Thursday, July 15, 2010

John Robbins: The doctrine of Christ's perfect, extrinsic, objective, imputed righteousness--forensic justification--ended 1,000 years of stagnation

For a thousand years, because of the church's doctrine of justification as an internal grace rather than the objective, external, legal declaration of a sinner's innocence by God, men had looked inside themselves for the grace that merited salvation. The more devout retreated to monasteries and convents to find their salvation in their interior lives. Some sat on poles, some beat their bodies bloody, and some made pilgrimages to "holy" places. The church had lost the message of the Gospel, that men are saved by a righteousness wholly outside of themselves—the righteousness of Christ. By his perfect life, innocent and substitutionary death, and bodily resurrection, Christ had fulfilled the demands of God's law on behalf of all who believed in him. It is to Christ that one must look for salvation, said Luther, not inside oneself. Once the religious subjectivism of the medieval church was eliminated in Protestant countries, the energy consumed by desperately seeking and earning salvation was turned outward, and a thousand years of intellectual, political, social, economic, and religious stagnation ended.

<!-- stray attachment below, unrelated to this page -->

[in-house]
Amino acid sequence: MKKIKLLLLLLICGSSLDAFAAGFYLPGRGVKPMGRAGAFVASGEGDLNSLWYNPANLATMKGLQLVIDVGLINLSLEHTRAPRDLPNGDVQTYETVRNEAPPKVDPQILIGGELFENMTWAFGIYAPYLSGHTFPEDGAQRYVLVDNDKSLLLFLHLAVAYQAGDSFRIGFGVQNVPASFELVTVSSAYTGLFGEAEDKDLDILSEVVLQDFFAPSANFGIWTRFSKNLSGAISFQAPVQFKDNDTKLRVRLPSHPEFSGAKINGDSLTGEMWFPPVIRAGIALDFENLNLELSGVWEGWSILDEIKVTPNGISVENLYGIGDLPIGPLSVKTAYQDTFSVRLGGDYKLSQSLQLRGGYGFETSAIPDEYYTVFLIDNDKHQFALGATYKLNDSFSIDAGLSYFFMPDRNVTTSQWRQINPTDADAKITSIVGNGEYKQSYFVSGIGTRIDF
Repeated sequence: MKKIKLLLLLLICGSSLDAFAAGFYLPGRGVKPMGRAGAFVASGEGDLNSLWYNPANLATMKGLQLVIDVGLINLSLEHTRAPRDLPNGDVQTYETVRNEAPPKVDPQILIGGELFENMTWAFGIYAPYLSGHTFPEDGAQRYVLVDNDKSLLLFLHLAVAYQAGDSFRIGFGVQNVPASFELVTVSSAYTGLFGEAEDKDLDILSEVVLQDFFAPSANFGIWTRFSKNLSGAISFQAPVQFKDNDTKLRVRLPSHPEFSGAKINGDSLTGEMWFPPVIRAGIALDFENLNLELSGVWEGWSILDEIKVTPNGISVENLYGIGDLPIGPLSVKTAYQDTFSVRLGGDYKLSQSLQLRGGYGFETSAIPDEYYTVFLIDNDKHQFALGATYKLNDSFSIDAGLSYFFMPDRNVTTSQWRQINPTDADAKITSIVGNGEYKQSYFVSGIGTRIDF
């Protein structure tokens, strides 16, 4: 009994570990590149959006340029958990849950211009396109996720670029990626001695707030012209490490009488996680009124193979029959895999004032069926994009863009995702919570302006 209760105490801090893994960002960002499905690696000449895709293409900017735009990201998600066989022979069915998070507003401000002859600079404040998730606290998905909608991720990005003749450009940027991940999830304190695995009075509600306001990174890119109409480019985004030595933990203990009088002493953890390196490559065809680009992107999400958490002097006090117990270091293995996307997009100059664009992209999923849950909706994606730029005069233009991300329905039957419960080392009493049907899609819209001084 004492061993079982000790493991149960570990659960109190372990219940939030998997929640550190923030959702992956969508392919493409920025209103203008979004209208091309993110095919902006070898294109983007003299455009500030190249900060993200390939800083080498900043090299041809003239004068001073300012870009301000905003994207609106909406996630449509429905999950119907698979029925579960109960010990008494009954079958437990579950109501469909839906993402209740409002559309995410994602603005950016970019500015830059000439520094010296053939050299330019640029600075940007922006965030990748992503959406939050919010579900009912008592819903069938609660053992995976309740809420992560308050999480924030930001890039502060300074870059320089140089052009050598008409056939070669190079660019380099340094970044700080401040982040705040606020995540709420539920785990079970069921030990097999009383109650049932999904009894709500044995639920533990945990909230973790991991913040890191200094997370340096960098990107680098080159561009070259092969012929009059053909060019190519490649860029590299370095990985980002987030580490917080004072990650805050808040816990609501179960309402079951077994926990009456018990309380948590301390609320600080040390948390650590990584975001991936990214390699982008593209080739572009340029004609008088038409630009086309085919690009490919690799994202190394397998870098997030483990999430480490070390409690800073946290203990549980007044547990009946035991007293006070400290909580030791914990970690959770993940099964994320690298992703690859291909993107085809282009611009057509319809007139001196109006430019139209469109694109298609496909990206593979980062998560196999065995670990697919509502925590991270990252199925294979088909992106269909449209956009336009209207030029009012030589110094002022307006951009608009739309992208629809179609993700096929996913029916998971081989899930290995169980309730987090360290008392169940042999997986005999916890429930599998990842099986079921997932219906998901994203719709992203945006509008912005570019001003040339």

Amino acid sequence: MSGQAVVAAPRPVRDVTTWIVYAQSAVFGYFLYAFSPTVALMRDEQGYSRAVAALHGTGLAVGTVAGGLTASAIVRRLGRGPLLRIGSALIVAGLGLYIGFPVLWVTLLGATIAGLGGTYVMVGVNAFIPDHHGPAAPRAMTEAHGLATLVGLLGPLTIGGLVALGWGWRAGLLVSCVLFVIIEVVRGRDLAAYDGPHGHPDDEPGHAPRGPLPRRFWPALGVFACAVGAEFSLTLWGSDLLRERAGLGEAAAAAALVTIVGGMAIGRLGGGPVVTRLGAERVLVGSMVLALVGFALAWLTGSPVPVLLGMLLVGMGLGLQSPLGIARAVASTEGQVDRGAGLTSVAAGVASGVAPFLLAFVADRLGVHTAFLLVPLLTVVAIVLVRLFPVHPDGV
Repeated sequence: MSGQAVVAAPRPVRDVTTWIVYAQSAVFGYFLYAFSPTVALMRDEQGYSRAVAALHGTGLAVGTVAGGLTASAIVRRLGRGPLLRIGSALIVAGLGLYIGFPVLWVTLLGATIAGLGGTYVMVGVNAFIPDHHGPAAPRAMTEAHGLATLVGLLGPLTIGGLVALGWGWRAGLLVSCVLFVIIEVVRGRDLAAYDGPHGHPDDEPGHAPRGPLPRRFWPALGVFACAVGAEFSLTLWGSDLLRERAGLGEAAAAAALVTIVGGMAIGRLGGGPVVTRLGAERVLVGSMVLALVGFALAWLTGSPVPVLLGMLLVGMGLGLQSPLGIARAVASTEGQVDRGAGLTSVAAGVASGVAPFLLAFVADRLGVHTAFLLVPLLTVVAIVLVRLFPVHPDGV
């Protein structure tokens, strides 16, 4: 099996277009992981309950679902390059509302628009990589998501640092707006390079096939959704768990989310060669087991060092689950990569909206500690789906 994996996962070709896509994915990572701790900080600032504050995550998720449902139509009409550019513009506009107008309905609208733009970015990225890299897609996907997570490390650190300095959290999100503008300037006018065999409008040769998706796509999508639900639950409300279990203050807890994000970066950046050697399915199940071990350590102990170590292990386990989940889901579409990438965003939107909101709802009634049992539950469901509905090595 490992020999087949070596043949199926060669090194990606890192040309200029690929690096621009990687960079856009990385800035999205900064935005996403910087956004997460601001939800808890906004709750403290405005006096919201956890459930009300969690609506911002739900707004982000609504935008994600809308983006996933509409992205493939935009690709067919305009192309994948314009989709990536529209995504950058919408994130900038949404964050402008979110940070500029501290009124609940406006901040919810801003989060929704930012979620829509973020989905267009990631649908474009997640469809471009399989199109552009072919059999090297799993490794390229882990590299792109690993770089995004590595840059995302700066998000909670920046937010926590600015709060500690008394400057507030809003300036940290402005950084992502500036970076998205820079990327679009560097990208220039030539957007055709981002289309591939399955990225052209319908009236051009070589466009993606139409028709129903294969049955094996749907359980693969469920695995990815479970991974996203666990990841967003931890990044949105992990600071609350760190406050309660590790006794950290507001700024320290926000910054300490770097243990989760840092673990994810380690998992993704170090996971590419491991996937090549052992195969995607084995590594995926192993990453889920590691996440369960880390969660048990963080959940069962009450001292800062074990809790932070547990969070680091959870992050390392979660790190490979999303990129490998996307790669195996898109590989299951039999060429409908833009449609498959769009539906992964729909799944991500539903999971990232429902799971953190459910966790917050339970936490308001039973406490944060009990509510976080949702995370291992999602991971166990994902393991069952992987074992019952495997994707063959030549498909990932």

No comments:

Post a Comment